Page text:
The potential to see a decline in the value of your investment in an MIE, potential issues with the high-risk loans MIEs give out, and the low priority of rights you have if a borrower defaults on their loan

It is essential to understand that if you are considering investing in an MIE that MIEs generally provide high-risk loans. The loans that MIEs provide are higher risk mortgages than mortgages that banks or credit unions will give out. If too many borrowers fail to make payments on their mortgages, you risk seeing a decrease in the value of your investment.

Also, if too many borrowers fail to make payments on their mortgages, the MIE might not be able to provide you with any income. If borrowers default on their mortgages or repay them sooner than previously anticipated, this might affect the value of your investment or the amount of money that will be paid out to you.

In many cases, borrowers who are getting a mortgage from an MIE might be getting their second or third mortgage which is generally riskier. If a borrower fails in making mortgage payments and then the property is liquidated, the lender who gave out the first mortgage will be the first line of creditors who will be getting their money back. An MIE that provided the second or third mortgage will only be receiving its money back if and when the first mortgage and if applicable the second mortgage is paid off.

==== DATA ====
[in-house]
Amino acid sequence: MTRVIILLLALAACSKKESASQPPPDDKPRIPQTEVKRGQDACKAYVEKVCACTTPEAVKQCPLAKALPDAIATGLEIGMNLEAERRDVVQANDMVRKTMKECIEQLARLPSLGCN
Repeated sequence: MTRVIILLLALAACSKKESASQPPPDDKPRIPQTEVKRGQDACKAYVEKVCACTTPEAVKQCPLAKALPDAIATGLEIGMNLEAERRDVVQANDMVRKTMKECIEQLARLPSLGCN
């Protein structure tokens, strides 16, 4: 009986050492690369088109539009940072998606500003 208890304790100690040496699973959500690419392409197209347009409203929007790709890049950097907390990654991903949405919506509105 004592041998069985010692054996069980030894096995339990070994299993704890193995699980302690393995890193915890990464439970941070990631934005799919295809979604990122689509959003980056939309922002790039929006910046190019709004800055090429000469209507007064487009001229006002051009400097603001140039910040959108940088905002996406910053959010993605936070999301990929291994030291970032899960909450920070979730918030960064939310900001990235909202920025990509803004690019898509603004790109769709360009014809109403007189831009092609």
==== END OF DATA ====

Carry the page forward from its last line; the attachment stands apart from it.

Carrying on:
Syndicated Mortgages

Syndicated mortgages are mortgages that are provided by two or more investors who have directly invested in a mortgage for a property. A syndicated mortgage is different from an MIE in that a syndicated mortgage applies to a single mortgage instead of applying to a portfolio of mortgages as an MIE would. In some cases, syndicated mortgages might be used by investors to fund large scale real estate development projects such as the construction of high-rise condo buildings. 

The cost of investing in syndicated mortgage costs; however much the mortgage costs, there is no set amount of money investing in a syndicated mortgage will cost, this will depend on your situation, however much the mortgage fees, the mortgage costs, and other factors.